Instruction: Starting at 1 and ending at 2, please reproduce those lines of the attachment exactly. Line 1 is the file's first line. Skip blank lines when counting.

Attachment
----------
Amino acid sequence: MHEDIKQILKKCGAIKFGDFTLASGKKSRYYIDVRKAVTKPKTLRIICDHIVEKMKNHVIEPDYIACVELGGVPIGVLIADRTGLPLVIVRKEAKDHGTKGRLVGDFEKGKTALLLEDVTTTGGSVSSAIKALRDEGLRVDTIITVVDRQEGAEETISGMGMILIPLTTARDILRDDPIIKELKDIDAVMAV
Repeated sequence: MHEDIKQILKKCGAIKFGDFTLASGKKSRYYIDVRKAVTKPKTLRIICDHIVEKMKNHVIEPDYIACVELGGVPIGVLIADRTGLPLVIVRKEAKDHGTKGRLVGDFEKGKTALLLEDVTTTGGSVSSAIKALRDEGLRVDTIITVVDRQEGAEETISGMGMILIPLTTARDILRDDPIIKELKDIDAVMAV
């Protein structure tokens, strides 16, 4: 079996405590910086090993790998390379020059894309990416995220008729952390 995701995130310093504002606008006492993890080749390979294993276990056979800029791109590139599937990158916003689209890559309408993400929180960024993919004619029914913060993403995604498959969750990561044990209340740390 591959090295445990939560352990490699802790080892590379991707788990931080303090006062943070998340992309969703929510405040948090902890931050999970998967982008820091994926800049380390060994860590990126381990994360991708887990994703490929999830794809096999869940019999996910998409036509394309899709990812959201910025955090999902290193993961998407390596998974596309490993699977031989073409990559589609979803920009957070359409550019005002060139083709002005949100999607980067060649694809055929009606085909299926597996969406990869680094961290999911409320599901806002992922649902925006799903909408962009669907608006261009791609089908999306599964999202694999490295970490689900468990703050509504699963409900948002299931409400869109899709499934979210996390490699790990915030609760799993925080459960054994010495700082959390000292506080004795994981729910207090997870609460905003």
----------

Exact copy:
Amino acid sequence: MHEDIKQILKKCGAIKFGDFTLASGKKSRYYIDVRKAVTKPKTLRIICDHIVEKMKNHVIEPDYIACVELGGVPIGVLIADRTGLPLVIVRKEAKDHGTKGRLVGDFEKGKTALLLEDVTTTGGSVSSAIKALRDEGLRVDTIITVVDRQEGAEETISGMGMILIPLTTARDILRDDPIIKELKDIDAVMAV
Repeated sequence: MHEDIKQILKKCGAIKFGDFTLASGKKSRYYIDVRKAVTKPKTLRIICDHIVEKMKNHVIEPDYIACVELGGVPIGVLIADRTGLPLVIVRKEAKDHGTKGRLVGDFEKGKTALLLEDVTTTGGSVSSAIKALRDEGLRVDTIITVVDRQEGAEETISGMGMILIPLTTARDILRDDPIIKELKDIDAVMAV